Activation of neutrophils - but not endothelial cells - is regulated by serotonin during myocardial reperfusion injury

M. Mauler, F. Glatzki, N. Herr, C. Schoenichen, T. Witsch, D. Stallmann, C. Bode, I. Ahrens, I. Hilgendorf, D. Duerschmied (Freiburg, Germany)

Arterial thrombosis
Date: 17.02.2017,
Time: 17:15 - 18:15

Objective: During reperfusion after myocardial infarction neutrophils migrate actively into the affected myocardium and a subset of these neutrophils form platelet neutrophil complexes (PNCs). Peripheral serotonin is synthesized by tryptophan hydroxylase isoform 1 (Tph1) and regulates neutrophil recruitment during acute inflammation

Methods: Myocardial infarction was induced in WT and Tph1-/- mice followed by 24 hours of reperfusion. Cardiac and blood neutrophils, endothelial cells were analyzed by histology and flow cytometry. Heart function and infarct size was determined by echocardiography and hisology.

Results: Infarct size was reduced by 33% in Tph1-/- mice and fractional shortening was significantly improved (25% vs. 12% in WT). Flow cytometry and histological preparation revealed dampened neutrophil migration into the affected myocardium in Tph1-/- mice compared to WT, whereas macrophage and monocyte populations were similar. We found a 50% decrease in neutrophil integrin alpha M expression on neutrophils of Tph1-/- mice. Interestingly, aortic ICAM expression was not affected by the lack of serotonin. This was also confirmed by in vitro stimulation of neutrophils and endothelial cells with serotonin.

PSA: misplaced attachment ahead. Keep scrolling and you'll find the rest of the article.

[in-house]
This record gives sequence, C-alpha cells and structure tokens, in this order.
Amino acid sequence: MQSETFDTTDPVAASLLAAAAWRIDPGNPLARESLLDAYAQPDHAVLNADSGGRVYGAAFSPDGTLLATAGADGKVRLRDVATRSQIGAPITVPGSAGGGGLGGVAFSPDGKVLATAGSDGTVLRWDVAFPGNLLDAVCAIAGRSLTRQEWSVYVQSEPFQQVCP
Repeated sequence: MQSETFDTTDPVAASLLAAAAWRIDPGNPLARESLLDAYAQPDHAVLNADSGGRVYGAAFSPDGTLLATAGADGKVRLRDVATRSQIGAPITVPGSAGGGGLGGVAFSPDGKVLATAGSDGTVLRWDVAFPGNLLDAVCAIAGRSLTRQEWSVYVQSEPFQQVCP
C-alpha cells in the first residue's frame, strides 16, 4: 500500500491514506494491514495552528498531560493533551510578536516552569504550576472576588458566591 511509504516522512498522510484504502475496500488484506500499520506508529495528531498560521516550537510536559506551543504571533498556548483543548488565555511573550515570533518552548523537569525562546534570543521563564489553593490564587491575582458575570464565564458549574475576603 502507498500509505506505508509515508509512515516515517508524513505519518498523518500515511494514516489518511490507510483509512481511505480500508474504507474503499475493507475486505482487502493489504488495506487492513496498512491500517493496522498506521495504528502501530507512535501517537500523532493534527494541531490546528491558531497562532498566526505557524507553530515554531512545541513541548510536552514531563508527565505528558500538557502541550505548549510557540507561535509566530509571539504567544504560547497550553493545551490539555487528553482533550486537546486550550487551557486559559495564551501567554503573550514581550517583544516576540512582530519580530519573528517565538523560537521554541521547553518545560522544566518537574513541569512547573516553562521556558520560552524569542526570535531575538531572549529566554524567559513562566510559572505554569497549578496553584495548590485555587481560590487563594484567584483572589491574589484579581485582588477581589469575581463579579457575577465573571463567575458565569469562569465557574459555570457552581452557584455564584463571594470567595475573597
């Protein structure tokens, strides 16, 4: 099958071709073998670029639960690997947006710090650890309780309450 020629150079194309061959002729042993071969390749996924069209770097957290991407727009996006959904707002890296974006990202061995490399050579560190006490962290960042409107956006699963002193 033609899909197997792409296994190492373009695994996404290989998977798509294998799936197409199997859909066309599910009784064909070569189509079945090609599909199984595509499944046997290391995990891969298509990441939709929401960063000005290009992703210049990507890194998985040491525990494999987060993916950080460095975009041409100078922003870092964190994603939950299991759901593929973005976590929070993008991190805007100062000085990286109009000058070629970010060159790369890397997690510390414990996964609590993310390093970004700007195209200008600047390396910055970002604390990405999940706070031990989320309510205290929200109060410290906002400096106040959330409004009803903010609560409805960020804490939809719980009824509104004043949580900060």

Conclusion: Peripheral serotonin regulates CD11b on neutrophils, which is responsible for attachment and subsequent migration. Its counterpart, ICAM-1, on endothelial cells is not affected. This results in a milder inflammatory response during myocardial reperfusion injury in mice lacking peripheral serotonin.